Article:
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Taking the Next Step

Will a New Parliament spur Afghanistan's reconstruction?

By Carlotta Gall in Kabul



Despite weeks of insurgent attacks and threats of violence, millions of Afghans lined up at the polls on September 18, risking their lives to vote in the country's first free legislative elections in 35 years. It was the last formal step toward Afghanistan's transition to a democratic government, following the American-led military ouster of the Taliban — a brutally strict and repressive Islamic group that ruled the country — in the months after the terrorist attacks of Sept. 11, 2001.

Results of the elections, in which 5,800 candidates vied for 249 parliamentary seats and other offices, are expected in time for Parliament to convene in December. Around 75 candidates under 30 ran for Parliament in a country where half the population falls into that age group.

Slow progress

The newly elected legislators will face enormous challenges: insurgent violence, warlords, a re-emerging Taliban, and rampant drug trafficking. There is widespread frustration over the lack of security and the slow pace of rebuilding after more than two decades of war. While progress has been made in the capital city of Kabul, many Afghans are still living without paved roads, electricity, or clean water.

Forbidden by the Taliban to attend school, girls are now back in classrooms, at least in some areas. The Constitution recognizes women as equal citizens, and guarantees them 25 percent of the seats in Parliament. At the same time, 80 percent of Afghan women cannot read, and in some regions, women are still compelled to wear head-to-toe cloaks called burkas when they venture outside their homes.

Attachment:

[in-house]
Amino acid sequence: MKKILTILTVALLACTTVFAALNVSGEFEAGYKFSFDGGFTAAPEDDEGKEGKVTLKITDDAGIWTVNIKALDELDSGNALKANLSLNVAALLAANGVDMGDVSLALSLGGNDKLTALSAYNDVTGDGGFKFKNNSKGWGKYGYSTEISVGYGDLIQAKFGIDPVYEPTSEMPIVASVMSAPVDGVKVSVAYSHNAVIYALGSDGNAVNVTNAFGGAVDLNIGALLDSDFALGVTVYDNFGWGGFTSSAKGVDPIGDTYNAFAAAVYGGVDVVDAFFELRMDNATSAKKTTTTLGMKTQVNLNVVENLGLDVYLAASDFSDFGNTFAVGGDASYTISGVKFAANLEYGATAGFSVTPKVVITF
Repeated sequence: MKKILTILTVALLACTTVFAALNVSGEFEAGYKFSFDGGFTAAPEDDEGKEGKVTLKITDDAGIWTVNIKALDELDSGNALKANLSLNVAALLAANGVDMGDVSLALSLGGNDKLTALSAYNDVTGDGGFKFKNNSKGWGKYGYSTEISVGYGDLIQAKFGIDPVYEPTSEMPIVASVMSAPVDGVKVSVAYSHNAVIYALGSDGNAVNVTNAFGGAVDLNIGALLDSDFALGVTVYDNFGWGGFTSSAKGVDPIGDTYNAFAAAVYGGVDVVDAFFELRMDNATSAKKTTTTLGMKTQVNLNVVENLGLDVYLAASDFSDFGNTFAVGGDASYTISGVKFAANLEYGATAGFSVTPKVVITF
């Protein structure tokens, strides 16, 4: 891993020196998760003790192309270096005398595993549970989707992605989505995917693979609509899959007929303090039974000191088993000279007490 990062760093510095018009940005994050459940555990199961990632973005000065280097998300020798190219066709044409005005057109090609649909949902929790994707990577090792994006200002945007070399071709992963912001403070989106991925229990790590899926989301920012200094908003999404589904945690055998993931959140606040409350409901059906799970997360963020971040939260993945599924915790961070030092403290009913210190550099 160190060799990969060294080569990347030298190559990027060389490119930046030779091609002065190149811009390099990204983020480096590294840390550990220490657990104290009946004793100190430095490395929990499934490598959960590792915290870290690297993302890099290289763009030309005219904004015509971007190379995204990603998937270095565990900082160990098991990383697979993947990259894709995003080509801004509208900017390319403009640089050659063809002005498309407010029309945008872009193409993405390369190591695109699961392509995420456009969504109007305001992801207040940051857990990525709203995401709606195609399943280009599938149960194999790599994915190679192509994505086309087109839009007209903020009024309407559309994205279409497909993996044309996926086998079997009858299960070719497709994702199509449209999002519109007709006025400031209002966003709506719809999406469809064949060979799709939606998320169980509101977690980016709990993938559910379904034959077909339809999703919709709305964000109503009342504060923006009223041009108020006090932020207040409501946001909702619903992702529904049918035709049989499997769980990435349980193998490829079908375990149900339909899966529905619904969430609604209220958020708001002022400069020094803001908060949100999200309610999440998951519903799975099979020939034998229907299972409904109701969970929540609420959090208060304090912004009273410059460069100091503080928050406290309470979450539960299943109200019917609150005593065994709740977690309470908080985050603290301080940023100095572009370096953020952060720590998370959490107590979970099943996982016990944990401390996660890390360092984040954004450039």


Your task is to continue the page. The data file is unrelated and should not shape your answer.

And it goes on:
As Afghanistan takes small steps toward democracy, the country remains one of the world's poorest, with most Afghans still living on less than a dollar a day. According to President Hamid Karzai, Afghanistan is not yet capable of standing on its own. "We have just begun the foundations," he says. "Institutionally, we are very weak."

Many of Afghanistan's troubles stem from the 1979 invasion by the Soviet Union, which led to a 10-year war between the Soviets and Afghan guerrillas called mujahedeen. The U.S. saw the mujahedeen as allies in the Cold War with the Soviets and backed them with $2 billion in weapons, supplies, and cash. But when the Soviets withdrew in 1989, the U.S. cut its involvement with Afghanistan, and the already war-ravaged country descended into civil war.

The Taliban seized control in 1996, ruling Afghanistan for five years and providing a base of operations for terrorist groups like Al Qaeda and its leader, Osama Bin Laden. In retaliation for the 9/11 attacks, the U.S. launched air strikes and ground attacks against Al Qaeda camps in Afghan- istan in October 2001. Within a month, the Taliban regime had fallen and Karzai soon became interim President.

The U.S. and its allies promised to help Afghanistan rebuild and establish a democratic government. In October 2004, Afghanistan held its first presidential election and Karzai was officially voted into office.

Insurgent violence

Remnants of the Taliban and Al Qaeda escaped into the mountains along the 1,500-mile border with Pakistan, where bin Laden is also believed to be hiding. Insurgents with suspected ties to the Taliban and Al Qaeda have mounted violent attacks on Afghan civilians as well as on military personnel.

Some 20,000 American troops remain in Afghanistan, not only to fight insurgents but also to train Afghan soldiers. This year has been the deadliest since 2001 for U.S. forces in Afghanistan, with more than 65 killed so far.

President Karzai says the fact that so many Afghans voted despite threats and violence proves that Al Qaeda has been defeated in Afghanistan. But voter turnout was far lower than expected: 50 percent, compared with around 70 percent for last year's presidential elections. Some voters have pinned their hopes on the new Parliament to bring their communities more reconstruction assistance.

"I'm hoping for security first, then roads, then education," says Muhammad Tahir, 45, a shopkeeper in Kandahar.

For a 19-year-old student in Kabul named Hedayat, education is the top priority. "The young generation wants to be equal with the youth of other countries," he says. "We have people who are engineers in Afghanistan but they don't even know how to use computers. We want to be the same as other countries."